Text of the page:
Hey, CIOs: Open Up!

 
 
By Jim Rapoza  |  Posted 2003-08-18 Email Print this article Print
 
 
 
 
 
 
 

Making policies to keep out open source? It's already in.

Have you tried to get an open-source project going at your company only to run into a boss who has a "no open source" policy? If so, youve probably fallen back on the standard argument that vendors such as IBM are investing in open source as an enterprise technology, as are many of their corporate customers.

If thats not working, theres a much better example you can point to: your own company. Chances are, it wont take a whole lot of looking to find a large number of open-source-based products running in your company—despite the prevailing no-open-source policy.

Im not talking about stealth Linux boxes and other unapproved implementations. Im talking about big enterprise applications from big vendors that your boss green-lighted and possibly even recommended.

For starters, check out that big enterprise information portal your company just

implemented. Whats it running on? Theres a very good chance its running on the open-source Apache Web server and the Tomcat J2EE application server. In the big portal evaluation I recently did, all six of the products reviewed ran on Apache and Tomcat.

Along with IBMs WebSphere Portal, the portals I reviewed—from ATG, BEA, CleverPath, Plumtree, Sybase and Vignette—are market leaders. And portals are one of the most widely deployed enterprise applications right now—mostly because of their proven ROI. Id argue that open source plays a significant role in providing that return.

Or what about that big hosted customer service system your company uses? It may be built on the open-source PHP scripting language, as is RightNow Technologies eService Center. How about all the powerful enterprise appliances in your server racks? Many are nothing more than streamlined Linux or BSD boxes. The very powerful Google Search Appliance I recently reviewed uses Linux, Apache and the open-source Python scripting language.

Do you have a bunch of advanced security tools, such as vulnerability scanners, sniffers, firewalls and intrusion detection systems? Theres almost a 100 percent guarantee that these systems are based on open-source technology. Most of the leading security tools use open-source technology, as many security researchers release their tools using open-source licensing.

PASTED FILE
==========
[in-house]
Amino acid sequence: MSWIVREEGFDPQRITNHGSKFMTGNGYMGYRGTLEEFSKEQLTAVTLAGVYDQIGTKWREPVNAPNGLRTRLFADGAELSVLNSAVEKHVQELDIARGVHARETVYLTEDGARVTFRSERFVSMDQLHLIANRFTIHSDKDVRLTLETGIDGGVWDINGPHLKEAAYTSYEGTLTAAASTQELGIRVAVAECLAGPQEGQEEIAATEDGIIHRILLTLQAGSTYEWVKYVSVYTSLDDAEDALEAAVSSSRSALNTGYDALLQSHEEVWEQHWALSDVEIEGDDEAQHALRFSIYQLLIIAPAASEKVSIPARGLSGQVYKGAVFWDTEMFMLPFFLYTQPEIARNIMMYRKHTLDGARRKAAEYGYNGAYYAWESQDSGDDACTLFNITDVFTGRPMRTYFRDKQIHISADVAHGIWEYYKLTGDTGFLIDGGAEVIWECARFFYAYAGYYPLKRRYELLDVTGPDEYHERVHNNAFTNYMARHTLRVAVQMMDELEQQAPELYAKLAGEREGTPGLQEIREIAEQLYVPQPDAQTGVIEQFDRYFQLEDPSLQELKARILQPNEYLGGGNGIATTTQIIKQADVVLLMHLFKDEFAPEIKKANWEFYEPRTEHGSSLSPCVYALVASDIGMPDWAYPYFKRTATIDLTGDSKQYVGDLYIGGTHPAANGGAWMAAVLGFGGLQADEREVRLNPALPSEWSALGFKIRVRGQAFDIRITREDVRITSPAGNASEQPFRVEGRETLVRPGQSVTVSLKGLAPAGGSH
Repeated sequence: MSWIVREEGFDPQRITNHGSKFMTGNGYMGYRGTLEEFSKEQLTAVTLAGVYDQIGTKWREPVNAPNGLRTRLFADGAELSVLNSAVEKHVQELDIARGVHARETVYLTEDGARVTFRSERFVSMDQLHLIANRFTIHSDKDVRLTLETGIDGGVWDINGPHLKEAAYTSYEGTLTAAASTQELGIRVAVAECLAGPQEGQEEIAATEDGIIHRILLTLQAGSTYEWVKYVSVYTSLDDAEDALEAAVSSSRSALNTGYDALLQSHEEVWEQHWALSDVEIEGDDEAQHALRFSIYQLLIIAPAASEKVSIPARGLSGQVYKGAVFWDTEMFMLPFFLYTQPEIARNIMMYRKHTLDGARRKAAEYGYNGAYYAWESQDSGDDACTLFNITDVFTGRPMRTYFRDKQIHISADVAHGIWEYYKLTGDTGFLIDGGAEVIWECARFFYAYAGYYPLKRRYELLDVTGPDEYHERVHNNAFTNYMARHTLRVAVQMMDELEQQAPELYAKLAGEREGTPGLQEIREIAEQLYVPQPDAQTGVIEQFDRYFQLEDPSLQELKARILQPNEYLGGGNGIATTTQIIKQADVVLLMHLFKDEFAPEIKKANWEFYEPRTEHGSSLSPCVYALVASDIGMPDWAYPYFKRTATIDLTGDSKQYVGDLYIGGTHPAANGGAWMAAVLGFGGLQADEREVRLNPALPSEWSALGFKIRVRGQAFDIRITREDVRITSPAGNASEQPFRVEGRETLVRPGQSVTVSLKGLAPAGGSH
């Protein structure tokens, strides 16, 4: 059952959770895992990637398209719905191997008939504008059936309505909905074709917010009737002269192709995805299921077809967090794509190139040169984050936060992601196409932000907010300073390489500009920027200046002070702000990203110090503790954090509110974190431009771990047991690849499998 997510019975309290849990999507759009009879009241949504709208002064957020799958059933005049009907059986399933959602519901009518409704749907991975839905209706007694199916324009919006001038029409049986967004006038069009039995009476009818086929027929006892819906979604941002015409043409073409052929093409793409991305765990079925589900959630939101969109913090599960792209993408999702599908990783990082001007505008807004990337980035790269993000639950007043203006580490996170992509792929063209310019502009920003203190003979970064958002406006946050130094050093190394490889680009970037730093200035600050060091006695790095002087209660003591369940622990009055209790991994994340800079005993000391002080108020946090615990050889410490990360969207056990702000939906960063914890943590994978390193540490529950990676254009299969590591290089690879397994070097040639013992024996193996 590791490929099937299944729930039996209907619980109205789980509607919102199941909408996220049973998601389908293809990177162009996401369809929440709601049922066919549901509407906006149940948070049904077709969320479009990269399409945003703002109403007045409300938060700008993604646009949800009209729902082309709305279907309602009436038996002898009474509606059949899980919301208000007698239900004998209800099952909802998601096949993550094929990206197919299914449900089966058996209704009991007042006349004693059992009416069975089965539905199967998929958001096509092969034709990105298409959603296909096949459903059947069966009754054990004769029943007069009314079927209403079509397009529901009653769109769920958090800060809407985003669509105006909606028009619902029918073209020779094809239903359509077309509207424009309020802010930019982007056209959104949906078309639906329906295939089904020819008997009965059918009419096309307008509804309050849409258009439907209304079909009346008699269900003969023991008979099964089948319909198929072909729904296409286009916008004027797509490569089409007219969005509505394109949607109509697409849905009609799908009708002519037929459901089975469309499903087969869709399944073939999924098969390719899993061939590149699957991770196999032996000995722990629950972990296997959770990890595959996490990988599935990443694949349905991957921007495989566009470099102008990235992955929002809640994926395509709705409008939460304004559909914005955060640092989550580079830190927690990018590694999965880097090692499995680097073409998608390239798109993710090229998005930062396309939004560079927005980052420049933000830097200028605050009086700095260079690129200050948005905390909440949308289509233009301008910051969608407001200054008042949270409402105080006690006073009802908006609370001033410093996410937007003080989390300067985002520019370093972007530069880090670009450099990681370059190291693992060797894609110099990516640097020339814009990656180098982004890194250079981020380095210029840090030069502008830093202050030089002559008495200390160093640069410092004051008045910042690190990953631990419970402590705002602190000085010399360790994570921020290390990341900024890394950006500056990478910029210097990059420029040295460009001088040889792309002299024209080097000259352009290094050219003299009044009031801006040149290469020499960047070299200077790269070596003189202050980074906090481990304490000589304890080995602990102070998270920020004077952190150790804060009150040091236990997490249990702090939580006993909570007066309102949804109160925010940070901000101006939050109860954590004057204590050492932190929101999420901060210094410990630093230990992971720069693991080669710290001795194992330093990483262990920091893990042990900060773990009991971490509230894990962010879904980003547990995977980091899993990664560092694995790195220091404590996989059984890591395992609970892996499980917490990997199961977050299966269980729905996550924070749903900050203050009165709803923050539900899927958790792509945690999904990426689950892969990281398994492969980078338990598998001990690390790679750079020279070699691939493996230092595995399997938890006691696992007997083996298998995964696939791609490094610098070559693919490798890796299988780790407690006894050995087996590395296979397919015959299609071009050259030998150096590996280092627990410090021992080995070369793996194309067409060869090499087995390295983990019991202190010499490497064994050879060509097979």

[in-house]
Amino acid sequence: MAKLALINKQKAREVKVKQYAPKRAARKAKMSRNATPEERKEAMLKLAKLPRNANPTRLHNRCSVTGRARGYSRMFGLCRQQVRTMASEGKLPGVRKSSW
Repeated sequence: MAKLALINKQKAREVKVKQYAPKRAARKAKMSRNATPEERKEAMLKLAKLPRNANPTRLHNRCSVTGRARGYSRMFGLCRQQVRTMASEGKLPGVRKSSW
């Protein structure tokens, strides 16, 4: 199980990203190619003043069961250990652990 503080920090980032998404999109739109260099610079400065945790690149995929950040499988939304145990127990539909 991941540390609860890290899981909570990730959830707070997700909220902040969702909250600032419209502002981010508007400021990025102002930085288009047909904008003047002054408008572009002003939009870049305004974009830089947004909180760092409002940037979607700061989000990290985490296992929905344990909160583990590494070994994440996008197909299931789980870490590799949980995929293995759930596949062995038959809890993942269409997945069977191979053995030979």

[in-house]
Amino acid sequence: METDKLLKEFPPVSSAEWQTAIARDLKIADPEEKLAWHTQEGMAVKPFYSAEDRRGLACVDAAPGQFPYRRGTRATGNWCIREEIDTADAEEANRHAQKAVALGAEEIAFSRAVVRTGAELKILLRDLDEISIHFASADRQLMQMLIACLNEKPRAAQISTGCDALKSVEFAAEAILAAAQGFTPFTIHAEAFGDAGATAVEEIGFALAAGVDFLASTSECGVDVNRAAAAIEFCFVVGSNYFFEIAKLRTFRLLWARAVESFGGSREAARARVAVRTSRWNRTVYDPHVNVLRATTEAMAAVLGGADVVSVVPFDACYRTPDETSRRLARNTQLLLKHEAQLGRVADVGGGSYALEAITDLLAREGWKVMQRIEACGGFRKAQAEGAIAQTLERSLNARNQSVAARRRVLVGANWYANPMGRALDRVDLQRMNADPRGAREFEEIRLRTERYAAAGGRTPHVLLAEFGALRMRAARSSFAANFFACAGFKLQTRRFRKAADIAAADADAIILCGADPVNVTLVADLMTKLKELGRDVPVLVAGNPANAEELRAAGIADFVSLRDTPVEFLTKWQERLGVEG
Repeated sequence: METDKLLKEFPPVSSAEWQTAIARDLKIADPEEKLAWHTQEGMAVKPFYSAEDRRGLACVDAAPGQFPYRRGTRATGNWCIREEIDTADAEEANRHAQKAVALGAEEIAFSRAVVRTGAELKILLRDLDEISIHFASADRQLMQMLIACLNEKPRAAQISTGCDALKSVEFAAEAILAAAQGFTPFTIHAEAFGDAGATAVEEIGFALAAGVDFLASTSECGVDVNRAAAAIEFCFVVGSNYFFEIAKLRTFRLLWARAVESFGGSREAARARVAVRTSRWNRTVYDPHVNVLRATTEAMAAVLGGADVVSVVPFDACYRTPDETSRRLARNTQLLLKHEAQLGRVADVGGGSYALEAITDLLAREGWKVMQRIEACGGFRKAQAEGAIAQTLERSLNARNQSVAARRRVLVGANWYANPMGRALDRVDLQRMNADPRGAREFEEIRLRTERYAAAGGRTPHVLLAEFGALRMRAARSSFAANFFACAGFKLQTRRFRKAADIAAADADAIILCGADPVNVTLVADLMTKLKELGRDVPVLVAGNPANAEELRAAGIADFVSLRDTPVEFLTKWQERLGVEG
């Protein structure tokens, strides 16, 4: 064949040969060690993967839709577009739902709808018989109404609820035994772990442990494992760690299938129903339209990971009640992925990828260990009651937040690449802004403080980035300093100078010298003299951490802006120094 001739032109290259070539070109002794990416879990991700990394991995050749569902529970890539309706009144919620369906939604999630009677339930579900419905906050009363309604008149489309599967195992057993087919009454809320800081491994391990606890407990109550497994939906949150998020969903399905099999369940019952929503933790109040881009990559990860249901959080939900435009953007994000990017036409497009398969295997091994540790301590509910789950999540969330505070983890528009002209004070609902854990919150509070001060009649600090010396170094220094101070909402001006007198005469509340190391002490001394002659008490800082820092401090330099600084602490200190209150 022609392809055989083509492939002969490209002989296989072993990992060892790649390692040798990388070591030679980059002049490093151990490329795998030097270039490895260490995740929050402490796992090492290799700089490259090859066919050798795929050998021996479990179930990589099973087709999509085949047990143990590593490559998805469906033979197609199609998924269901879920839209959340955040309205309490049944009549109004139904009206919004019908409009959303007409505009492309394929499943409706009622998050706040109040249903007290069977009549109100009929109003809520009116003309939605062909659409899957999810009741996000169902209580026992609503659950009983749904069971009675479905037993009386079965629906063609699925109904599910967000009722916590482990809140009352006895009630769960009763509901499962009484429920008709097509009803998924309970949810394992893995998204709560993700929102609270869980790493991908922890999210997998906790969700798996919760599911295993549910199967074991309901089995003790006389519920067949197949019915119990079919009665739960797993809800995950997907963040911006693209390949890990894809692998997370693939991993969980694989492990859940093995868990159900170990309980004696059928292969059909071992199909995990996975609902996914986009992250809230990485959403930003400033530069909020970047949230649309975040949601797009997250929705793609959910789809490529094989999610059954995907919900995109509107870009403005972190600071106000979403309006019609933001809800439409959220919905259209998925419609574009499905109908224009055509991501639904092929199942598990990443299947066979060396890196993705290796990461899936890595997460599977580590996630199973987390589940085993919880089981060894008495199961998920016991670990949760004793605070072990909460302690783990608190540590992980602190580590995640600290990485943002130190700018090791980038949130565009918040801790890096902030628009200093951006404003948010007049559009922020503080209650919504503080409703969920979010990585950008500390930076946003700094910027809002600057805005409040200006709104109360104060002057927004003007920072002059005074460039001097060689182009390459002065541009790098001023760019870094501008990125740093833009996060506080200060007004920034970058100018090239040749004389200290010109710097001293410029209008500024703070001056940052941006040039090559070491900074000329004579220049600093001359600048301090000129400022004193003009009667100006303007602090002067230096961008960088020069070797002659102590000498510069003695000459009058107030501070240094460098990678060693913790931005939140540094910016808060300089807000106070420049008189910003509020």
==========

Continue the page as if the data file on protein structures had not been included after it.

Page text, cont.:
Im pretty sure it would be almost impossible to find a large company in which no open source is being used. Id even be willing to bet a fair amount of cash that a scan through Microsofts internal IT infrastructure would turn up a decent amount of open-source software.

Of course, while all this information might embarrass your anti-open-source boss, it might not change his or her mind. Often when someone has reached a conclusion about technology, hard evidence doesnt matter.

I hear this all the time from analysts and other experts I talk to on a regular basis. When the question of open source in the enterprise comes up, someone is sure to say that open source isnt yet ready for the enterprise. Others will say they havent heard from many companies that are using open source.

I can only shake my head. Open source touches every aspect of most enterprise applications, and yet they cant see it. For these people, open source is hidden in plain view. Unfortunately, their belief that they arent using it fuels a shortsighted vision at their company.

In the meantime, the software theyre getting from companies such as IBM, both directly and under the hood of applications, is only increasing in the amount of open source code being implemented.

For IT workers who want to implement the best solution and not worry about erroneous perceptions, keep up the fight. Maybe your boss will start to realize the benefits of open source. Or maybe your company will get sick of the advantage that your competitors are getting by using open source.

One way or another, open-source software will continue to enter companies, whether they opt to implement it or not. Some enterprises may not think theyre ready to exploit the benefits of open source, but software vendors have no aversion to using it to improve products and gain a competitive edge.

East Coast Technical Director Jim Rapoza is at jim_rapoza@ziffdavis.com.

 
 
 
 
Jim Rapoza, Chief Technology Analyst, eWEEK.For nearly fifteen years, Jim Rapoza has evaluated products and technologies in almost every technology category for eWEEK. Mr Rapoza's current technology focus is on all categories of emerging information technology though he continues to focus on core technology areas that include: content management systems, portal applications, Web publishing tools and security. Mr. Rapoza has coordinated several evaluations at enterprise organizations, including USA Today and The Prudential, to measure the capability of products and services under real-world conditions and against real-world criteria. Jim Rapoza's award-winning weekly column, Tech Directions, delves into all areas of technologies and the challenges of managing and deploying technology today.
 
 
 
 
 
 
 

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